The story is about a group of employees in a low-priced supermarket. When Eleni – who’s the single mother of a small child – gets promoted to manager of the supermarket, she has to prove she’s capable. She is pushing the workers to the very limit of their abilities, forcing them to work without breaks, all while decreasing their work hours. She’s determined to improve the results of the supermarket no matter what, and she will achieve this with the help of her best employee and friend – Shukri. But when Shukri discovers she is pregnant she’s afraid to let Eleni know, and she starts to hide her growing belly in order not to get fired. Meanwhile two homeless women are building a camp behind the store. They collect the wasted food from the store which causes conflicts but also creates relationships between the employees and the homeless people. The Store is a satire-drama built of puppet animation and live action.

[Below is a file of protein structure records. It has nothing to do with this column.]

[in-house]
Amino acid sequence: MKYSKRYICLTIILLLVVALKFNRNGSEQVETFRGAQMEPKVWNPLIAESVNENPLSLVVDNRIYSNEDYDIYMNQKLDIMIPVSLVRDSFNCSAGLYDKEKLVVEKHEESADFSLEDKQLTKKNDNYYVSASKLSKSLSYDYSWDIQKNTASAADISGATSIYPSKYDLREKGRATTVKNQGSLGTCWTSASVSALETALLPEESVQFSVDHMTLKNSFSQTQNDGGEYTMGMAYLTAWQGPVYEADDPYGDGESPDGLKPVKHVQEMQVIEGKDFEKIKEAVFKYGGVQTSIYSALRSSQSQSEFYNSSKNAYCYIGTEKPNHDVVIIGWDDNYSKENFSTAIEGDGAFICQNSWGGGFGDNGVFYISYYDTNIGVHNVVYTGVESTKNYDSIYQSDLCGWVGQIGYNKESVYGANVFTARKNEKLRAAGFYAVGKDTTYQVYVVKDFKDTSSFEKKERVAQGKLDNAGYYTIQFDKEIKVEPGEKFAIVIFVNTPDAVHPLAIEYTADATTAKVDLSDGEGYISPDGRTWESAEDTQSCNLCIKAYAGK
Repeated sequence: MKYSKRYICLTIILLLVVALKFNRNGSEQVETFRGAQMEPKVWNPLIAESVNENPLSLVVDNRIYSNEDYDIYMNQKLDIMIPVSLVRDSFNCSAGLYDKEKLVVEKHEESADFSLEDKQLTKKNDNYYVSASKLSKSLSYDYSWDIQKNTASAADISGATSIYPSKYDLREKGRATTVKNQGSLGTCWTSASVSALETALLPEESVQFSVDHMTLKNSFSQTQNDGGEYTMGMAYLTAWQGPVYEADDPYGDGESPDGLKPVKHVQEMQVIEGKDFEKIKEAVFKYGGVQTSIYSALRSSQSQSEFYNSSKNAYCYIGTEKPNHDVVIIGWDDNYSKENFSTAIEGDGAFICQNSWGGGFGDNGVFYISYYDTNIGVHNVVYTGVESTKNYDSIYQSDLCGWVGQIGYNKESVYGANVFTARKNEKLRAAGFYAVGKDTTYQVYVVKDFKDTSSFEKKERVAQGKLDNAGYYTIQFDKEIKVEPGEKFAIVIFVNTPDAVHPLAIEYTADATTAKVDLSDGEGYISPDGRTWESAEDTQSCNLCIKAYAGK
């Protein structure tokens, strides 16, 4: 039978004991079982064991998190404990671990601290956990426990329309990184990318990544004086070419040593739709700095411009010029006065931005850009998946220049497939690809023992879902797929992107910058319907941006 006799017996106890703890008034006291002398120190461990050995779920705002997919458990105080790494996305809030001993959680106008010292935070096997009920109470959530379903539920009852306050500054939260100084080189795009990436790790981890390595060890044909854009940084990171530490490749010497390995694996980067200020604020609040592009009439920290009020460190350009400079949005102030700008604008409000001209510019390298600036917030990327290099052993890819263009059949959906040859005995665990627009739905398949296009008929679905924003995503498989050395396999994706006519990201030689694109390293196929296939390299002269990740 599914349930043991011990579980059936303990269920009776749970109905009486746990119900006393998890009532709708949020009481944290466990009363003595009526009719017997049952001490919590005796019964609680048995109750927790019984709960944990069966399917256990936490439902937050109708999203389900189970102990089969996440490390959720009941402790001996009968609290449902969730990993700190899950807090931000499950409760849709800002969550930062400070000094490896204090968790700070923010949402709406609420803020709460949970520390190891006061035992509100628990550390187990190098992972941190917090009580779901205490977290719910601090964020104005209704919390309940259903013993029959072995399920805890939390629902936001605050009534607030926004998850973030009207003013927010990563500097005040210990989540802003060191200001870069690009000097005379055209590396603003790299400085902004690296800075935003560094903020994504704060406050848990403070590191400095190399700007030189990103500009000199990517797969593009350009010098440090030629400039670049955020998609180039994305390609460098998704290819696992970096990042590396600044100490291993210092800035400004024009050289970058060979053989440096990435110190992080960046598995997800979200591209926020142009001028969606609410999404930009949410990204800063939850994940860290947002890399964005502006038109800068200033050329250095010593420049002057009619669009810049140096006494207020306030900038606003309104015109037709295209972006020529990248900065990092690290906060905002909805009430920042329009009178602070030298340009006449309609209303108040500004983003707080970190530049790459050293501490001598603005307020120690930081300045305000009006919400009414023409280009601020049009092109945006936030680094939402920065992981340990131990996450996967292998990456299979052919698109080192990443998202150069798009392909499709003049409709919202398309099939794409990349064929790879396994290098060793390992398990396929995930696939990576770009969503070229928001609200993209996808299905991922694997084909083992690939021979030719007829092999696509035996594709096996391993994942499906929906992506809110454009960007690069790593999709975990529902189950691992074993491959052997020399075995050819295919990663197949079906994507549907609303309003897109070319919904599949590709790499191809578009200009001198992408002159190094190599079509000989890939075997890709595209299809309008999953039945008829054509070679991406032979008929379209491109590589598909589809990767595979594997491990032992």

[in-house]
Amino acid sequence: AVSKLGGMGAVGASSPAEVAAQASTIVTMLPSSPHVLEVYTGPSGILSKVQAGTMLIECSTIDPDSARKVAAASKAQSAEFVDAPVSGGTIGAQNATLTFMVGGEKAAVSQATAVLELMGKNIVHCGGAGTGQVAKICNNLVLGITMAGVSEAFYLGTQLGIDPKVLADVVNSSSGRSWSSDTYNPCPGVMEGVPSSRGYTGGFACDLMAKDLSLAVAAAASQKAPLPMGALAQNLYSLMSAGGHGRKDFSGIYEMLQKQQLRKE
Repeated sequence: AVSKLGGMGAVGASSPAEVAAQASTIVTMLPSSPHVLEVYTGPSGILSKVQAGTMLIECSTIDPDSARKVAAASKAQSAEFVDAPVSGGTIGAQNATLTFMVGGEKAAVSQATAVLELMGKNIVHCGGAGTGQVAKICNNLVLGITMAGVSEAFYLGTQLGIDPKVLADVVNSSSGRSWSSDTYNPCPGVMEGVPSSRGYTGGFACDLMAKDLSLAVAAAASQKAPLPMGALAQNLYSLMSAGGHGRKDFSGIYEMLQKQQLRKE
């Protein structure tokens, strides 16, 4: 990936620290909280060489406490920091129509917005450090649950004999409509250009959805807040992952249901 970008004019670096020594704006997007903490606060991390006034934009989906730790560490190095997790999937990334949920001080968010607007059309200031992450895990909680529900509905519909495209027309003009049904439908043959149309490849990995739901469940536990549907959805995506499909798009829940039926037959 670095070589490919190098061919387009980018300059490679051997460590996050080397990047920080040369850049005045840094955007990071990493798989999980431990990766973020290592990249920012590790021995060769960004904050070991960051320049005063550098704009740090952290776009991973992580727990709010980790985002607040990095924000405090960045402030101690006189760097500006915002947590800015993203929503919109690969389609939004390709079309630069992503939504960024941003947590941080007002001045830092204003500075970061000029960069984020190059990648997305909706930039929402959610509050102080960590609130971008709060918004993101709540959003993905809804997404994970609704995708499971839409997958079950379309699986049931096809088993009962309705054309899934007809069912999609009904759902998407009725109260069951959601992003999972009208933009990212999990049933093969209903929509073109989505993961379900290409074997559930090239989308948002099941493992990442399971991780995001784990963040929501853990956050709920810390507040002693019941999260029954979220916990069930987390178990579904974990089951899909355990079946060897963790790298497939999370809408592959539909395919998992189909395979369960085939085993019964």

When I was sixteen I escaped a violent home and became homeless for two years. When I was twenty-four I became middle manager of a low-priced supermarket, and during that time I had a huge need to prove that I was capable. Looking back at those years, I can see that I in many ways became a tool of structural violence. Because of my past experiences, I have a strong desire to understand the mechanisms behind different types of violence. Over and over again I hear people say they have no choice while pushing themselves and others into the wall, and in order to get out of the treadmill and create a society more sustainable towards nature and humans we have to believe that we do have a choice. I’m interested in what that choice could look like.